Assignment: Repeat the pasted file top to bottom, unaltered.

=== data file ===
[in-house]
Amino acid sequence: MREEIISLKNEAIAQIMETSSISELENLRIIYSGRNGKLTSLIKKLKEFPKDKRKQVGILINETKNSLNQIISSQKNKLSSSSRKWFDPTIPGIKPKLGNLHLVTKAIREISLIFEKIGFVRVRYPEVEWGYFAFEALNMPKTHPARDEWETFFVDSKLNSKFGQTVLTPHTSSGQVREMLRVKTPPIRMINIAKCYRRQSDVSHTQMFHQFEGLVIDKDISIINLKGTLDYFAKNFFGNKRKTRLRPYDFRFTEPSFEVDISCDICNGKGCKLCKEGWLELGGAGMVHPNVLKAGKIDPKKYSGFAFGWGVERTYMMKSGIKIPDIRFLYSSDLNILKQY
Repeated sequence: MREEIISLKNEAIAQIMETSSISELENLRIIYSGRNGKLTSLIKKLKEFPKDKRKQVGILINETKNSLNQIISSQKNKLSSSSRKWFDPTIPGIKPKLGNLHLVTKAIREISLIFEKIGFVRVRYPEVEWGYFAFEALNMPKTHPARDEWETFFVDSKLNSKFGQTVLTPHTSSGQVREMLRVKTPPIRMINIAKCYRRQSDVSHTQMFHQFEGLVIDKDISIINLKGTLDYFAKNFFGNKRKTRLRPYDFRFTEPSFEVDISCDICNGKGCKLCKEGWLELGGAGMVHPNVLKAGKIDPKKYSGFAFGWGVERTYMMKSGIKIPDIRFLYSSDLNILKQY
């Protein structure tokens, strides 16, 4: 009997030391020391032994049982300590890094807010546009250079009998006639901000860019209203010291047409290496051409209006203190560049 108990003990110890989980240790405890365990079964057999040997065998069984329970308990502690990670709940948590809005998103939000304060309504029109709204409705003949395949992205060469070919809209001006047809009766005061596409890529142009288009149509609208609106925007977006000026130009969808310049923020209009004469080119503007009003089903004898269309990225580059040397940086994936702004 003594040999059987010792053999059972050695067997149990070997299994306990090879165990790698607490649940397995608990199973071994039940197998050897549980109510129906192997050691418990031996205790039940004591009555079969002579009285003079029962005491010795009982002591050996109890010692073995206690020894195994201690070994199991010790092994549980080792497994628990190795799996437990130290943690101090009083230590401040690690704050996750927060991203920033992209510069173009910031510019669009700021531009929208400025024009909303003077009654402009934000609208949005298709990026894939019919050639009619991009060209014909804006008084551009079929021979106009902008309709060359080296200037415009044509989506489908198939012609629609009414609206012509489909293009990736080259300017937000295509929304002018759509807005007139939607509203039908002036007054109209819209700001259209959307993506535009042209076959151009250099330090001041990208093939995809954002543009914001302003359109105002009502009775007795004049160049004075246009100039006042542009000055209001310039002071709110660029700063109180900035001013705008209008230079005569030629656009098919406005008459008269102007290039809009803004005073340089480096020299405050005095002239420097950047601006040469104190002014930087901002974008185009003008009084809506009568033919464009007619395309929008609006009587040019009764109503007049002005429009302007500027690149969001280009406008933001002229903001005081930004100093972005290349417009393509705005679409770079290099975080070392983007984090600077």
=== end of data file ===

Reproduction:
[in-house]
Amino acid sequence: MREEIISLKNEAIAQIMETSSISELENLRIIYSGRNGKLTSLIKKLKEFPKDKRKQVGILINETKNSLNQIISSQKNKLSSSSRKWFDPTIPGIKPKLGNLHLVTKAIREISLIFEKIGFVRVRYPEVEWGYFAFEALNMPKTHPARDEWETFFVDSKLNSKFGQTVLTPHTSSGQVREMLRVKTPPIRMINIAKCYRRQSDVSHTQMFHQFEGLVIDKDISIINLKGTLDYFAKNFFGNKRKTRLRPYDFRFTEPSFEVDISCDICNGKGCKLCKEGWLELGGAGMVHPNVLKAGKIDPKKYSGFAFGWGVERTYMMKSGIKIPDIRFLYSSDLNILKQY
Repeated sequence: MREEIISLKNEAIAQIMETSSISELENLRIIYSGRNGKLTSLIKKLKEFPKDKRKQVGILINETKNSLNQIISSQKNKLSSSSRKWFDPTIPGIKPKLGNLHLVTKAIREISLIFEKIGFVRVRYPEVEWGYFAFEALNMPKTHPARDEWETFFVDSKLNSKFGQTVLTPHTSSGQVREMLRVKTPPIRMINIAKCYRRQSDVSHTQMFHQFEGLVIDKDISIINLKGTLDYFAKNFFGNKRKTRLRPYDFRFTEPSFEVDISCDICNGKGCKLCKEGWLELGGAGMVHPNVLKAGKIDPKKYSGFAFGWGVERTYMMKSGIKIPDIRFLYSSDLNILKQY
């Protein structure tokens, strides 16, 4: 009997030391020391032994049982300590890094807010546009250079009998006639901000860019209203010291047409290496051409209006203190560049 108990003990110890989980240790405890365990079964057999040997065998069984329970308990502690990670709940948590809005998103939000304060309504029109709204409705003949395949992205060469070919809209001006047809009766005061596409890529142009288009149509609208609106925007977006000026130009969808310049923020209009004469080119503007009003089903004898269309990225580059040397940086994936702004 003594040999059987010792053999059972050695067997149990070997299994306990090879165990790698607490649940397995608990199973071994039940197998050897549980109510129906192997050691418990031996205790039940004591009555079969002579009285003079029962005491010795009982002591050996109890010692073995206690020894195994201690070994199991010790092994549980080792497994628990190795799996437990130290943690101090009083230590401040690690704050996750927060991203920033992209510069173009910031510019669009700021531009929208400025024009909303003077009654402009934000609208949005298709990026894939019919050639009619991009060209014909804006008084551009079929021979106009902008309709060359080296200037415009044509989506489908198939012609629609009414609206012509489909293009990736080259300017937000295509929304002018759509807005007139939607509203039908002036007054109209819209700001259209959307993506535009042209076959151009250099330090001041990208093939995809954002543009914001302003359109105002009502009775007795004049160049004075246009100039006042542009000055209001310039002071709110660029700063109180900035001013705008209008230079005569030629656009098919406005008459008269102007290039809009803004005073340089480096020299405050005095002239420097950047601006040469104190002014930087901002974008185009003008009084809506009568033919464009007619395309929008609006009587040019009764109503007049002005429009302007500027690149969001280009406008933001002229903001005081930004100093972005290349417009393509705005679409770079290099975080070392983007984090600077």